of dissonance, harmony, style and substance (de natura rerum)

Sometimes you get lucky and your different, seemingly opposite, dimensions and passions come together. When that happens, it’s powerful and pure joy.

As someone who moves among different worlds and who is passionate about clothes, style and beauty as well as social empowerment, economic justice, and cultural diversity, I know how hard it can be to achieve this sense of integration and how great it feels when you do.

This is my story. A story of multiplicity that ends up “put together” (pun intended). And it may be your story too. When I started to style professionally, after a “slow down” in my political science career, I felt that I had to compartmentalize my theoretical mind, sensitivity to cultural complexity, and concern with social values. Despite myself, I fell prey to the stereotype that style is the opposite of substance. I embraced the freedom to be “superficial,” to dress in fun colors and play with new styles. New York black, Buenos Aires cool, Italian with an edge, Beirut chic – my style was speaking about me without words. Still, even if my clothes were put together, my inner self was not. Before I downplayed style. Now, I was downplaying my values and intellect. Misalignment. Not good.

I began to see similar cognitive dissonance in many sophisticated and engaged professionals. Many cared about their looks but were wary about the superficial connotations of clothes and style. Some had a split style personality, one style for work (conforming and boring) and one for the rest of life (genuine and fun).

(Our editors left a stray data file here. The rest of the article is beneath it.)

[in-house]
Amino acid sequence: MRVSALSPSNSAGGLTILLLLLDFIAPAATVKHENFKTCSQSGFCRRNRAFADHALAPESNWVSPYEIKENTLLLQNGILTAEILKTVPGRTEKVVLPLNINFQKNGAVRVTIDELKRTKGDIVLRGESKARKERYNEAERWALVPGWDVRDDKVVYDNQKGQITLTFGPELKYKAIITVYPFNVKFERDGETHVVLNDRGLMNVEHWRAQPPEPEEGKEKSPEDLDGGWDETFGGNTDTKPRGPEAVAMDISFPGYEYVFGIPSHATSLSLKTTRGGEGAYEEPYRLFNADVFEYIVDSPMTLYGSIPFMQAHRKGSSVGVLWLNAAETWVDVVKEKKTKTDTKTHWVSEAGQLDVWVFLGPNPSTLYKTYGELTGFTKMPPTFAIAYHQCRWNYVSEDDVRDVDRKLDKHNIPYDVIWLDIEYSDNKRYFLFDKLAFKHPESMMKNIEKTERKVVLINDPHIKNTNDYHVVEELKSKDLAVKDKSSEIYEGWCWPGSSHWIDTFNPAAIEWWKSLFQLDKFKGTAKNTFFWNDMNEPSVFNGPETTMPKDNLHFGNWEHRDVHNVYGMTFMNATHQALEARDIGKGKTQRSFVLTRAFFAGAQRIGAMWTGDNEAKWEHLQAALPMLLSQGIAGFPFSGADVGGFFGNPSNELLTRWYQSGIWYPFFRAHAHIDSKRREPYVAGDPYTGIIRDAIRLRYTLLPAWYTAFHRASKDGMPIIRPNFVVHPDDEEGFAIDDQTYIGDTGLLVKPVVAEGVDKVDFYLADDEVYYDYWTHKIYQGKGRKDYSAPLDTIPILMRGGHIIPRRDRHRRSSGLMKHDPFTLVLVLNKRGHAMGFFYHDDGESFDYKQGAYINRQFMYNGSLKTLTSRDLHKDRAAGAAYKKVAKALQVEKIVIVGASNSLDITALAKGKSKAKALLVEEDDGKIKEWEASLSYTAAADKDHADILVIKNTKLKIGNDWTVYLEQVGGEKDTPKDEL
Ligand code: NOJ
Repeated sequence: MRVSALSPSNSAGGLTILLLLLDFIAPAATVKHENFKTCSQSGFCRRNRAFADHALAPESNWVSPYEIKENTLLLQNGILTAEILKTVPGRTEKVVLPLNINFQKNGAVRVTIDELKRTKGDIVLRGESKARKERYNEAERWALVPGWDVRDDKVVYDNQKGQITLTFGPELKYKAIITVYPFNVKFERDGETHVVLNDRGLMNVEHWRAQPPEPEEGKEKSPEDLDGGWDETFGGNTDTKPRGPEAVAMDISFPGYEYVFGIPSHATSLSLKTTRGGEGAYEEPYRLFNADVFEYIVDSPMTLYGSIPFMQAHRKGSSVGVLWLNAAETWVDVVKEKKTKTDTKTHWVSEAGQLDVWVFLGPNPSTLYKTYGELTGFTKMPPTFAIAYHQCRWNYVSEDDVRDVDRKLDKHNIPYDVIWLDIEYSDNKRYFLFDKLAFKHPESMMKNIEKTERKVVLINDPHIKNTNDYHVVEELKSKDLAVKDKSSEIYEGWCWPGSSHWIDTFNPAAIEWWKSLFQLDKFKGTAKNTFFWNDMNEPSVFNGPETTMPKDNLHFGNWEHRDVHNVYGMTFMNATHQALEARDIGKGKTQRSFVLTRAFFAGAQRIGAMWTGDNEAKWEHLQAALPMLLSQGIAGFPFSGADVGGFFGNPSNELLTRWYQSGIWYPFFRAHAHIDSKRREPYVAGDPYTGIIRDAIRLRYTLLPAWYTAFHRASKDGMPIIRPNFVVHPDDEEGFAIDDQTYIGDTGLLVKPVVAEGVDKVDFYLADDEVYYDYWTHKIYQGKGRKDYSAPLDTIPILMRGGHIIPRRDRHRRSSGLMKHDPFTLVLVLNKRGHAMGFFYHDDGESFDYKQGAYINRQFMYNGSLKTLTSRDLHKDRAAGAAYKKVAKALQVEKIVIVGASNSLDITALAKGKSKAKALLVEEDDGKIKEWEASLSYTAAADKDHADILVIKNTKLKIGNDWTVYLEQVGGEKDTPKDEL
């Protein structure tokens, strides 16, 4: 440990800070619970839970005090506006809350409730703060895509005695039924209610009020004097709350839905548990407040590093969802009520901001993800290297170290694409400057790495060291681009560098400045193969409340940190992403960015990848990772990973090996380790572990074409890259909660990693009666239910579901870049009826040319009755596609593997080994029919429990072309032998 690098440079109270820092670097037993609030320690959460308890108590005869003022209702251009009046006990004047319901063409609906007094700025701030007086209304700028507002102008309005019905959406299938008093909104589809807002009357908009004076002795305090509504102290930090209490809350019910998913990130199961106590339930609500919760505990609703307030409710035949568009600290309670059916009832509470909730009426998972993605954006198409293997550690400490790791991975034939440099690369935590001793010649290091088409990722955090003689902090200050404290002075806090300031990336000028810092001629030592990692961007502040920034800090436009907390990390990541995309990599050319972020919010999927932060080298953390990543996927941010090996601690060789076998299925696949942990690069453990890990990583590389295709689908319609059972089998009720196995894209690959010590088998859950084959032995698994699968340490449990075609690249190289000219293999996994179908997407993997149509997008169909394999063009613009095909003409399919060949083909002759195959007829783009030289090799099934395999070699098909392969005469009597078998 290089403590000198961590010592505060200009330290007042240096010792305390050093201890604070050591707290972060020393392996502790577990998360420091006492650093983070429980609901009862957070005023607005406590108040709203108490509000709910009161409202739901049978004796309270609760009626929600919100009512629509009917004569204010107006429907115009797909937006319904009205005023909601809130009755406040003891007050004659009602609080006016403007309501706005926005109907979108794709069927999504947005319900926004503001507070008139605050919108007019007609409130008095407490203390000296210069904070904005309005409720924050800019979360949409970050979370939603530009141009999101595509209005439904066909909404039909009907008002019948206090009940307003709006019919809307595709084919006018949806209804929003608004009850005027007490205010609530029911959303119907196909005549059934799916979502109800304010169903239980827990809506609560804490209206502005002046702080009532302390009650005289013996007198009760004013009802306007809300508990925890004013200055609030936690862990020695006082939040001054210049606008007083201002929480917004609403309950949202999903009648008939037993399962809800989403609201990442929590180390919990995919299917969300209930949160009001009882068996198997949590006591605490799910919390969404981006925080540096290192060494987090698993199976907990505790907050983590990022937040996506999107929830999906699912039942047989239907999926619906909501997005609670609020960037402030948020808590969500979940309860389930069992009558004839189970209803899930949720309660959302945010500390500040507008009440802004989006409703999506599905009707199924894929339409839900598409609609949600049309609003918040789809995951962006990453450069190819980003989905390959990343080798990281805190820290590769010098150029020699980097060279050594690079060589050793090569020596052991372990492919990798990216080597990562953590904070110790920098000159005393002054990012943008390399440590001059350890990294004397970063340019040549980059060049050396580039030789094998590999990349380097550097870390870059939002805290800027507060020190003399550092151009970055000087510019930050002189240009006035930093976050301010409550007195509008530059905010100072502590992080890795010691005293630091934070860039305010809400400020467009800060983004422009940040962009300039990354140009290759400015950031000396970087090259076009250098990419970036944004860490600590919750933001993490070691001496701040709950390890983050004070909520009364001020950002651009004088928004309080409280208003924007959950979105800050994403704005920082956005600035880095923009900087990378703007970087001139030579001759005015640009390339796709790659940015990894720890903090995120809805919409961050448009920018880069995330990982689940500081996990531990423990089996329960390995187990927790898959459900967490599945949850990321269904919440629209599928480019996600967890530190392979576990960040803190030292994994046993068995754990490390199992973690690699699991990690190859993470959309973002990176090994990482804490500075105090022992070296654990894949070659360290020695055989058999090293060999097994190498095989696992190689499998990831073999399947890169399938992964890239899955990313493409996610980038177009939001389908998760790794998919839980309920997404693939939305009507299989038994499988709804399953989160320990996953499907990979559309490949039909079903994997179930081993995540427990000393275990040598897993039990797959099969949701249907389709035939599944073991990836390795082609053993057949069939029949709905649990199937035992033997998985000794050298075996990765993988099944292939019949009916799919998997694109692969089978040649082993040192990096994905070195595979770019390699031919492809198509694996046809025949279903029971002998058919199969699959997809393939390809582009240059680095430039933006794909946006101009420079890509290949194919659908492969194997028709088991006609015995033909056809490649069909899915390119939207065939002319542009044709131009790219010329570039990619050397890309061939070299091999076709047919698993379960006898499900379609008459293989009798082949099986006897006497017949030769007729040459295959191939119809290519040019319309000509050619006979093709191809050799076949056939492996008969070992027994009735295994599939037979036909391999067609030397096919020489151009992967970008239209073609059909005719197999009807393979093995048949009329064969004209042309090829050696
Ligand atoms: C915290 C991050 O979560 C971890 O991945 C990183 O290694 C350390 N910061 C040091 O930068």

I encountered exceptions, and when I got to know these individuals I discovered fascinating human stories, like an accountant who had previously worked for the State Department in the Soviet Union. But most professionals of substance don’t have a style that adequately conveys who they are and what they are about. At one conference for non-profit board members, I found myself gazing at a sea of indistinguishable neutral and dark colors (the food table had more colors!). I am talking about people who are deeply engaged in meaningful causes. But their unique voice is muffled, and how they show up doesn’t live up (or style up) to their sensibility, humor, talents, and background. Their message gets lost.

At the same time, I realized that the clients I helped most—and enjoyed most—were precisely such multicultural, socially engaged, and inquisitive professionals. (For a theorist, I took a long time to realize it!). Working with such clients to find their sartorial voice and express their genuine self in a more powerful way, I was able to stop compartmentalizing. I was put together. And it took my work to a different level.

An intelligent style for professionals of substance is possible … and necessary. (This is the pitch part.)

Strategically, it will spread your message effectively.

Normatively, it will convey your values and beliefs in a genuine and organic way.

Humanly, it will connect you to the timeless pleasure of beauty in a joyful way.


You may be thinking, this is all very “interesting” … but now what?

I invite you to think further. Think about who you really are. Think about how you look. Think about your message. Are they in harmony?

If not, you need style with substance.